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Permatex/Dielectric tune-up grease
For others that might stumble on this thread.. Permatex Dielectric is not "electrically conductive", nor is any Dielectric grease. Dielectric actually means its an insulator and does not break down in presence of a voltage. The purpose of these greases is to encapsulate the conductors and stop corrosion. The also provide lube for the mating surfaces/gaskets of the connectors. They do nothing to improve the actual contact between the conductors.
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Old 22-07-2015, 10:14   #25
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Re: Electrical contact grease

Permatex and other dielectric greases are non-conductive. That's what the "dielectric" means.

But that's OK.

The actual electrical contact in a connector, or screw terminal, is made through metal-to-metal contact. Dielectric grease provides a thin layer that keeps Oxygen away from the metal surfaces and reduces the oxidation of the metal and carbonization of other contaminants that would normally occur. The microscopic irregularities in the metal surfaces push through the thin dielectric film and make the actual electrical contact.

Without the dielectric grease the metal surfaces will corrode and build up an insulating layer of oxide, which prevents the metal-to-metal contact.

I usually use silicone grease, but other products can work very well. Some products may include a cleaning agent that works with the wiping action as the connectors slide into place.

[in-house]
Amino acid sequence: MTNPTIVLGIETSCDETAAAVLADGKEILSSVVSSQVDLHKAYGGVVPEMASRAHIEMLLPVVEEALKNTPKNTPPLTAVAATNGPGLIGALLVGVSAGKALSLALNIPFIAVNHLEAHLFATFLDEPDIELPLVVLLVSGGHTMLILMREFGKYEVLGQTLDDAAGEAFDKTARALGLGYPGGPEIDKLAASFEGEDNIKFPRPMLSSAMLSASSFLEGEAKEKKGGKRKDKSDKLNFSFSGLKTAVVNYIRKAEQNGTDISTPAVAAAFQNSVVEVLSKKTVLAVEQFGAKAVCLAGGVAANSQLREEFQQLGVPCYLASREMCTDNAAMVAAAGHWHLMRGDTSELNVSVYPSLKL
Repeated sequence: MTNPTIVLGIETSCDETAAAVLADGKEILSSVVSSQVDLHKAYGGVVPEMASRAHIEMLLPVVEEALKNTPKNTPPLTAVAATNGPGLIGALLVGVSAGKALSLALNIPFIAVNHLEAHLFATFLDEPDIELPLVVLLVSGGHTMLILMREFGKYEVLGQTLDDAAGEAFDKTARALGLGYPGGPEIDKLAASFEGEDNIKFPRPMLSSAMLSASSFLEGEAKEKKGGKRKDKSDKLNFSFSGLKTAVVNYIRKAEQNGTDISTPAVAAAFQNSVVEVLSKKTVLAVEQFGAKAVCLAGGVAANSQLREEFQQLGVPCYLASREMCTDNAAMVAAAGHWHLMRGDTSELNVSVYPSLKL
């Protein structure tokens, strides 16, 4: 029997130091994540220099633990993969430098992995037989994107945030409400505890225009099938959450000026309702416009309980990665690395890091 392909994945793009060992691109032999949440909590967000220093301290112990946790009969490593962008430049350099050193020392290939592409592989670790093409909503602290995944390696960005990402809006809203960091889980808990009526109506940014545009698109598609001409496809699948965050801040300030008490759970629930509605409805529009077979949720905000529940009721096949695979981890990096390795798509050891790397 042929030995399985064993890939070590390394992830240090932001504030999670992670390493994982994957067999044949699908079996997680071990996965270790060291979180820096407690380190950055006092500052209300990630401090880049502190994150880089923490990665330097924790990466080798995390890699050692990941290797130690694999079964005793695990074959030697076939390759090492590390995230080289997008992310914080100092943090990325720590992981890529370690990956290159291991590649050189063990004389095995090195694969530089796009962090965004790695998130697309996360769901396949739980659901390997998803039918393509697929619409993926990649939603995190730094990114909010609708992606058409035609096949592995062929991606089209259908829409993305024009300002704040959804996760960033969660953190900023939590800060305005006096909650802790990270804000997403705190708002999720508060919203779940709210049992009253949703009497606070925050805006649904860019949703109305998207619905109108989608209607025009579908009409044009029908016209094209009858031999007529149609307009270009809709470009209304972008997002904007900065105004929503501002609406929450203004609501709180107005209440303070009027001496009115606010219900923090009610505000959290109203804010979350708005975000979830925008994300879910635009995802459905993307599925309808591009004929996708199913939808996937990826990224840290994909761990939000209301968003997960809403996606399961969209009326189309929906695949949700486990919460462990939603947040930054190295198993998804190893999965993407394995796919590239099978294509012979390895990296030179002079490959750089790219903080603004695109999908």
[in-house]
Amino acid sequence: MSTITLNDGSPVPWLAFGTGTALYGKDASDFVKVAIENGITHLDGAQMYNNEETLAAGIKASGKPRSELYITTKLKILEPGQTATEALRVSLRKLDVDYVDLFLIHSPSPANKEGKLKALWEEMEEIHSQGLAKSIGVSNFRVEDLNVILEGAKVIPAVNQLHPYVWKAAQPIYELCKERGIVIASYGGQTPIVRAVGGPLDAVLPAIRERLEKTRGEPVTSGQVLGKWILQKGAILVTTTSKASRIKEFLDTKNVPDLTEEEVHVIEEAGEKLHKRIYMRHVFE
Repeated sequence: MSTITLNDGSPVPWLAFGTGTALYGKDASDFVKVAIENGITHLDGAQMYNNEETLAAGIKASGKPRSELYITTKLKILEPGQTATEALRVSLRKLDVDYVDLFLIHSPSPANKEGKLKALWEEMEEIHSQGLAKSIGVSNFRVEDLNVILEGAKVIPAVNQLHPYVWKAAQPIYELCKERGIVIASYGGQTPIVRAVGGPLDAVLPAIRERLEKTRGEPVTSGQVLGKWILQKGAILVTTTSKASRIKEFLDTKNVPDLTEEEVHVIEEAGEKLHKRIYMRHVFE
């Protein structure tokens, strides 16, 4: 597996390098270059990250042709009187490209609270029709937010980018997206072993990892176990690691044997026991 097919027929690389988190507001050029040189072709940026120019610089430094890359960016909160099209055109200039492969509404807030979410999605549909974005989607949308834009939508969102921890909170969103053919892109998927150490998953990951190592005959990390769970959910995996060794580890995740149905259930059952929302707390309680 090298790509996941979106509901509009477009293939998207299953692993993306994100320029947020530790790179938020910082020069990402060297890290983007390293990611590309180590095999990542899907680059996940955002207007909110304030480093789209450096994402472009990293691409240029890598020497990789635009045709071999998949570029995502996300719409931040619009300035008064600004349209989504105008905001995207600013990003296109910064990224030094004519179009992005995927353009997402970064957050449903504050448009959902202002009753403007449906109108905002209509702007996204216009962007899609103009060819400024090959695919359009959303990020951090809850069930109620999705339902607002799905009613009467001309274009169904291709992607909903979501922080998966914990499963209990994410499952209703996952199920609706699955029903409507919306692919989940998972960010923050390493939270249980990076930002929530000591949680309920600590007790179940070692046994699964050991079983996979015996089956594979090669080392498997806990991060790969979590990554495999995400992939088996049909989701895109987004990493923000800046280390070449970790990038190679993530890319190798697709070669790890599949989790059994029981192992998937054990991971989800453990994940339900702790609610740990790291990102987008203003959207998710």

There are actual conductive greases (silver or carbon-filled), but these are for specialized applications (and expensive) and I personally wouldn't use them for normal boat connections.
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Old 22-07-2015, 17:11   #26
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Re: Electrical contact grease

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Permatex/Dielectric tune-up grease
Yep, as other's have pointed out, this is an insulating grease but reasonably good for your purposes.

Dow Corning #4 is another dielectric grease that I like.

Don't worry, it's a common mistake for those not skilled in the dark electrical arts.

FWIW, another common mistake is when the electronics shop sells you a thermal conductive but electrically insulating compound; used for heat-sinks and so on but not for connectors .
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Old 23-07-2015, 05:44   #27
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Re: Electrical contact grease

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FWIW, another common mistake is when the electronics shop sells you a thermal conductive but electrically insulating compound; used for heat-sinks and so on but not for connectors .
Are you saying that I am not the only one who made that mistake?



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Old 23-07-2015, 05:58   #28
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Re: Electrical contact grease

I use a lot of dielectric grease so I like a big can - CRC 3.3-Watt oz. Technician Grade Di-Electric Grease-05105 - The Home Depot
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Old 25-07-2015, 03:29   #29
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Re: Electrical contact grease

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Are you saying that I am not the only one who made that mistake?



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You probably weren't the first and you most certainly won't be the last .
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Old 25-07-2015, 03:32   #30
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Re: Electrical contact grease

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I use a lot of dielectric grease so I like a big can - CRC 3.3-Watt oz. Technician Grade Di-Electric Grease-05105 - The Home Depot
What the heck is a Watt-oz???